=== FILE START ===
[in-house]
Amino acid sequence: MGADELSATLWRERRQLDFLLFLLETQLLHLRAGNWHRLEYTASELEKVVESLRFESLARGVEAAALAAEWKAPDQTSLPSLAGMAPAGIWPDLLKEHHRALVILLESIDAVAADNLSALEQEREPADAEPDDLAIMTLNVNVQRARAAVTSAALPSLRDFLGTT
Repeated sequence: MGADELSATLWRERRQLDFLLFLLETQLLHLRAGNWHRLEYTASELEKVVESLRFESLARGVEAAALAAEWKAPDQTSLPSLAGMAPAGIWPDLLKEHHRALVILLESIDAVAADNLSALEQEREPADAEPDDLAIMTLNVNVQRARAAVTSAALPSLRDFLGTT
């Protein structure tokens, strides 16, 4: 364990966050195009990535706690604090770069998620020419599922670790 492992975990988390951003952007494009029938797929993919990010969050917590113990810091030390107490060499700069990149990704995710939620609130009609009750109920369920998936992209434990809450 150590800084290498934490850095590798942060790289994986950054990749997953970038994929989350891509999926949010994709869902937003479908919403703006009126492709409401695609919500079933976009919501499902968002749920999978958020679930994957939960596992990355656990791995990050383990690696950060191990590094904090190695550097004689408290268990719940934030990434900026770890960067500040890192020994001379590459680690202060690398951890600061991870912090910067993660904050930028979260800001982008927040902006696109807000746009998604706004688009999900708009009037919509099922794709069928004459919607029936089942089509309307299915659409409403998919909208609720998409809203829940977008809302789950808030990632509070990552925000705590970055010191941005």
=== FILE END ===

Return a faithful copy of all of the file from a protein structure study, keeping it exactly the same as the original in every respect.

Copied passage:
[in-house]
Amino acid sequence: MGADELSATLWRERRQLDFLLFLLETQLLHLRAGNWHRLEYTASELEKVVESLRFESLARGVEAAALAAEWKAPDQTSLPSLAGMAPAGIWPDLLKEHHRALVILLESIDAVAADNLSALEQEREPADAEPDDLAIMTLNVNVQRARAAVTSAALPSLRDFLGTT
Repeated sequence: MGADELSATLWRERRQLDFLLFLLETQLLHLRAGNWHRLEYTASELEKVVESLRFESLARGVEAAALAAEWKAPDQTSLPSLAGMAPAGIWPDLLKEHHRALVILLESIDAVAADNLSALEQEREPADAEPDDLAIMTLNVNVQRARAAVTSAALPSLRDFLGTT
């Protein structure tokens, strides 16, 4: 364990966050195009990535706690604090770069998620020419599922670790 492992975990988390951003952007494009029938797929993919990010969050917590113990810091030390107490060499700069990149990704995710939620609130009609009750109920369920998936992209434990809450 150590800084290498934490850095590798942060790289994986950054990749997953970038994929989350891509999926949010994709869902937003479908919403703006009126492709409401695609919500079933976009919501499902968002749920999978958020679930994957939960596992990355656990791995990050383990690696950060191990590094904090190695550097004689408290268990719940934030990434900026770890960067500040890192020994001379590459680690202060690398951890600061991870912090910067993660904050930028979260800001982008927040902006696109807000746009998604706004688009999900708009009037919509099922794709069928004459919607029936089942089509309307299915659409409403998919909208609720998409809203829940977008809302789950808030990632509070990552925000705590970055010191941005």